Welcome   |   Login   |   Sign Up   |

UKRAINE/ Voices from the Majdan

MARTA DELL’ASTA describes what really happened at Maidan, the square in Kiev which was the starting point of Ukrainian events, and how the Ukraine crisis can be a lesson for other countries

Infophoto Infophoto

What is Maidan, the “square” in Ukrainian, and now the quintessential site of the protest? Of course, “Maidan is peaceful, tenaciously peaceful, and not the invasion of extremist groups, on which we tend to focus all our attention,” as Olga Sedakova wrote.

To begin with, there has been the continued presence of tens of thousands of people in Independence Square in Kiev day and night for three months, from November 22, 2013 to February 24, 2014. There were mountains of clothes, food and medicine brought by people. In addition, there were military tents and camping equipment, firewood, and private cars made available for rescue and teams to keep the public order. And then there were the collections, hospitality, and care of the wounded in private homes.

But in addition to this massive surge of solidarity, the Maidan was, for its ability to organize and tireless determination to stem the wave of violence, a test of high civic maturity and Christian mercy. On the political front, there was the awakening of human dignity, overcoming fear, the opening to hope, the certainty that the person cannot be less than the moment that is making history.

Now that the focus of events has moved elsewhere, it remains that Maidan is not a conclusive event with a hundred victims to be remembered, but it is beginning its second life. We need to understand what we have seen happen. The testimonies speak of an extraordinary, and dramatic, human and civil experience. It is a new way to stand in front of politics and to embody the values of Europe. The political and military outcomes which followed are not the denial or the failure of Maidan, but the necessary confrontation with the great political entity and its global views.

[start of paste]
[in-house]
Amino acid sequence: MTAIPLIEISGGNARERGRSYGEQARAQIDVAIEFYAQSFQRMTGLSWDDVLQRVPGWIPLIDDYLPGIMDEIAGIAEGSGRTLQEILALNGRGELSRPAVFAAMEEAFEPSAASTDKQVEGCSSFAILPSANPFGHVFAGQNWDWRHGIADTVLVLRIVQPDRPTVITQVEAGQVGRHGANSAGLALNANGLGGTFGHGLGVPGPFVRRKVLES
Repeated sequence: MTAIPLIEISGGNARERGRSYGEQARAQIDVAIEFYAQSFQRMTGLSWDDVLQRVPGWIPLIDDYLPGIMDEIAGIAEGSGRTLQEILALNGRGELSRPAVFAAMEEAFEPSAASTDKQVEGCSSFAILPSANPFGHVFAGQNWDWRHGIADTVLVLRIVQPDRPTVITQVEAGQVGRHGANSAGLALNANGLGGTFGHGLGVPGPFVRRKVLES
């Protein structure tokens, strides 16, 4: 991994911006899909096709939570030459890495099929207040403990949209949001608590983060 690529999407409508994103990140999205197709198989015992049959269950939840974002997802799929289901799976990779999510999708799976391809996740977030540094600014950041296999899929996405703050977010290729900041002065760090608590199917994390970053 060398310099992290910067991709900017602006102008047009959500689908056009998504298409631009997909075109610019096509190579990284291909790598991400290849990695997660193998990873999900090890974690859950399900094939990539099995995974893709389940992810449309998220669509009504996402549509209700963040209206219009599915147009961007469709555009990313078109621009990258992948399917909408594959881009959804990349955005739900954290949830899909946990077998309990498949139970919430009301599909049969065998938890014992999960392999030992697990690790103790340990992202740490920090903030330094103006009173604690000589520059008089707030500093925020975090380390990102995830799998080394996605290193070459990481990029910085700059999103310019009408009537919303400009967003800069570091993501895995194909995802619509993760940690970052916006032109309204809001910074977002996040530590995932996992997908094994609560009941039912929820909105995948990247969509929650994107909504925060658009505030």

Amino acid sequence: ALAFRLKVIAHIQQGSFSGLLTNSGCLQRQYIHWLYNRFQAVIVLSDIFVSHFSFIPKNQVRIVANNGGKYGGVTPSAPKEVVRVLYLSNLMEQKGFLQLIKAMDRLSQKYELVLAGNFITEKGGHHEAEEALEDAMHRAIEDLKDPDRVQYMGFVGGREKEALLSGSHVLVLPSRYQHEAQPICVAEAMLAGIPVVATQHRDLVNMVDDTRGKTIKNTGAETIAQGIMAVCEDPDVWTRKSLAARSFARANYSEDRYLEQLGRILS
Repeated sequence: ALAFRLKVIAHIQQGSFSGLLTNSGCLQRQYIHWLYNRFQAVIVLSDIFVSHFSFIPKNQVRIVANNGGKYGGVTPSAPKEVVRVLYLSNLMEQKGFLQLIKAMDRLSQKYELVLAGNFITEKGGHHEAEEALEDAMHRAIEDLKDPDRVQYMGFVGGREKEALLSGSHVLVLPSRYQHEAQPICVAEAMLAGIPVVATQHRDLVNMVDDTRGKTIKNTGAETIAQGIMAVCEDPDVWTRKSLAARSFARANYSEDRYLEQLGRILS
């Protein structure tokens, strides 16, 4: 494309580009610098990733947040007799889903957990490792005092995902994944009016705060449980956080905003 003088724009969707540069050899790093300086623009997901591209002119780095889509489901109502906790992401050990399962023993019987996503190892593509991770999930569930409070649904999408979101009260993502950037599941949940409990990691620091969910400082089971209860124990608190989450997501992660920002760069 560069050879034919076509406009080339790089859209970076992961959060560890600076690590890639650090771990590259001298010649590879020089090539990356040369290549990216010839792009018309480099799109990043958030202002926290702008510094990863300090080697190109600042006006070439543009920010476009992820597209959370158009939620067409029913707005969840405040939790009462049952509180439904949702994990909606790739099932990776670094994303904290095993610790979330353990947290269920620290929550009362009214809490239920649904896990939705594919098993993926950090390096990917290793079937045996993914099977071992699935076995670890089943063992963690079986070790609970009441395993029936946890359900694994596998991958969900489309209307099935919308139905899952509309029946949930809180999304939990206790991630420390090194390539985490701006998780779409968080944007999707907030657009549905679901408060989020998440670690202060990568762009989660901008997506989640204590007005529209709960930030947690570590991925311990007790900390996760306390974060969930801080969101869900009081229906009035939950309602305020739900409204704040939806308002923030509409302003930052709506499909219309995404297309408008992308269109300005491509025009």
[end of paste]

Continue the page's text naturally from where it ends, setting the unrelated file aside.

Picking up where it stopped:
The challenge is to understand whether the person has a role in politics, if a Europe of the people is a reasonable and practicable ideal, if hope, in short, and the unexpected have a place still in the planetary mechanisms. Or if these mechanisms are more important than what moved them at the origin: the person and his freedom.

This is a challenge that affects not only Ukraine, but all of us, and in particular, Russia, as evidenced by some witnesses.


The day after the annexation of Crimea to the Russian Federation, the day of the strategic “defeat” of Kiev, Vitalij Portnikov, in an article titled “The Victory of Ukraine” wrote: “Even if it is in full political and economic crisis, even if it were to win against the crazy Russian pressure and the brutal aggression of Moscow, even if it has lost a part of its territory, Ukraine is gradually becoming a natural part of the civilized world and a leader in the post-Soviet world. It is the country which has offered a new model of civilized behavior, the country that faces economic reforms, the country where the citizen controls the state and not vice versa, and the country where you do not grant unlimited allegiance to the `boss’. If Ukraine succeeds, it means that all the others can succeed as well, including Russia.